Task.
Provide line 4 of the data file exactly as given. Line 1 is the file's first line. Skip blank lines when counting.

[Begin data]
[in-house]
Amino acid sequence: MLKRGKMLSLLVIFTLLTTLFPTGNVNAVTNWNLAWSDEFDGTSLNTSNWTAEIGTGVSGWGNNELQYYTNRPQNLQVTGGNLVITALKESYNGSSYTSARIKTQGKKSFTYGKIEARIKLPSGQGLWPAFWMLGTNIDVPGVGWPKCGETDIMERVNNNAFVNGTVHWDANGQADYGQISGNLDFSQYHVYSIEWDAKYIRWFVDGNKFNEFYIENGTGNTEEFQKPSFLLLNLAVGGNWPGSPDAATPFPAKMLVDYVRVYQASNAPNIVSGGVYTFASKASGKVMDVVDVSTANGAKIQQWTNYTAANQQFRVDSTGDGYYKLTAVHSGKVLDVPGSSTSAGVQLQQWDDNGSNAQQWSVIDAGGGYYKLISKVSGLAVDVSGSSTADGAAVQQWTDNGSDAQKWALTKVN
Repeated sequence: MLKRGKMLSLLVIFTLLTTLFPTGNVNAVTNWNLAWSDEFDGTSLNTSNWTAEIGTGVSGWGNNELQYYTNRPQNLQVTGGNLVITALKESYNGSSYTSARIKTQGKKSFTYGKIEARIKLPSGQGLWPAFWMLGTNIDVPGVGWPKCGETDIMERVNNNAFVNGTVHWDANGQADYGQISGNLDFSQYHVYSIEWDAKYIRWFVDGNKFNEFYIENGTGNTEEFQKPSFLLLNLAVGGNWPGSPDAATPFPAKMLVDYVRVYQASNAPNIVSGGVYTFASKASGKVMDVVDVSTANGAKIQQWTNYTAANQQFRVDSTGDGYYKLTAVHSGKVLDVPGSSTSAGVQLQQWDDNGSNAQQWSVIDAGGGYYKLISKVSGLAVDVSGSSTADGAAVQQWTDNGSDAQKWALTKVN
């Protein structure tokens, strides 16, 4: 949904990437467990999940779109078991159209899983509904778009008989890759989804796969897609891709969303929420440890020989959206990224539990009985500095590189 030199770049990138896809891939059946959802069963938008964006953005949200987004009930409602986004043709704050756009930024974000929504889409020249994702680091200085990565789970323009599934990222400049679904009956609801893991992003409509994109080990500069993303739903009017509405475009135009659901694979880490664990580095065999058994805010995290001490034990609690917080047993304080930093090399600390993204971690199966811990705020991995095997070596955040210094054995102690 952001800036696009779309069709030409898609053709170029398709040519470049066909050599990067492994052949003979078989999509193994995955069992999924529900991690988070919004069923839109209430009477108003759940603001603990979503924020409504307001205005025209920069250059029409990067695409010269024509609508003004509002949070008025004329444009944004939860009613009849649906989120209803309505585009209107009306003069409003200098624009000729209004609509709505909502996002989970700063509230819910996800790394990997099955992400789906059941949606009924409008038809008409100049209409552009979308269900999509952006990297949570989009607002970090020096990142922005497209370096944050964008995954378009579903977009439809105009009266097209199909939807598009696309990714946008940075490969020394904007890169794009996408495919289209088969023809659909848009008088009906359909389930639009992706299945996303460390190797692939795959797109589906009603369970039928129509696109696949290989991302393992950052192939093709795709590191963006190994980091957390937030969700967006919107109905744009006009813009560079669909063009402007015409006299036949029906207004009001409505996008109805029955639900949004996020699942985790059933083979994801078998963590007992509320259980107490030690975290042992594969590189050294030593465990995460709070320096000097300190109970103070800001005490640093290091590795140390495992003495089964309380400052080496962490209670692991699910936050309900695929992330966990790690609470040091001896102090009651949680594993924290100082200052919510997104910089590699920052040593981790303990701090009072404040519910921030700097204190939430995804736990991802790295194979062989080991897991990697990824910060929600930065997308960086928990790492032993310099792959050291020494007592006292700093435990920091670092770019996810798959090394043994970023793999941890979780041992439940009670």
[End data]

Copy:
């Protein structure tokens, strides 16, 4: 949904990437467990999940779109078991159209899983509904778009008989890759989804796969897609891709969303929420440890020989959206990224539990009985500095590189 030199770049990138896809891939059946959802069963938008964006953005949200987004009930409602986004043709704050756009930024974000929504889409020249994702680091200085990565789970323009599934990222400049679904009956609801893991992003409509994109080990500069993303739903009017509405475009135009659901694979880490664990580095065999058994805010995290001490034990609690917080047993304080930093090399600390993204971690199966811990705020991995095997070596955040210094054995102690 952001800036696009779309069709030409898609053709170029398709040519470049066909050599990067492994052949003979078989999509193994995955069992999924529900991690988070919004069923839109209430009477108003759940603001603990979503924020409504307001205005025209920069250059029409990067695409010269024509609508003004509002949070008025004329444009944004939860009613009849649906989120209803309505585009209107009306003069409003200098624009000729209004609509709505909502996002989970700063509230819910996800790394990997099955992400789906059941949606009924409008038809008409100049209409552009979308269900999509952006990297949570989009607002970090020096990142922005497209370096944050964008995954378009579903977009439809105009009266097209199909939807598009696309990714946008940075490969020394904007890169794009996408495919289209088969023809659909848009008088009906359909389930639009992706299945996303460390190797692939795959797109589906009603369970039928129509696109696949290989991302393992950052192939093709795709590191963006190994980091957390937030969700967006919107109905744009006009813009560079669909063009402007015409006299036949029906207004009001409505996008109805029955639900949004996020699942985790059933083979994801078998963590007992509320259980107490030690975290042992594969590189050294030593465990995460709070320096000097300190109970103070800001005490640093290091590795140390495992003495089964309380400052080496962490209670692991699910936050309900695929992330966990790690609470040091001896102090009651949680594993924290100082200052919510997104910089590699920052040593981790303990701090009072404040519910921030700097204190939430995804736990991802790295194979062989080991897991990697990824910060929600930065997308960086928990790492032993310099792959050291020494007592006292700093435990920091670092770019996810798959090394043994970023793999941890979780041992439940009670």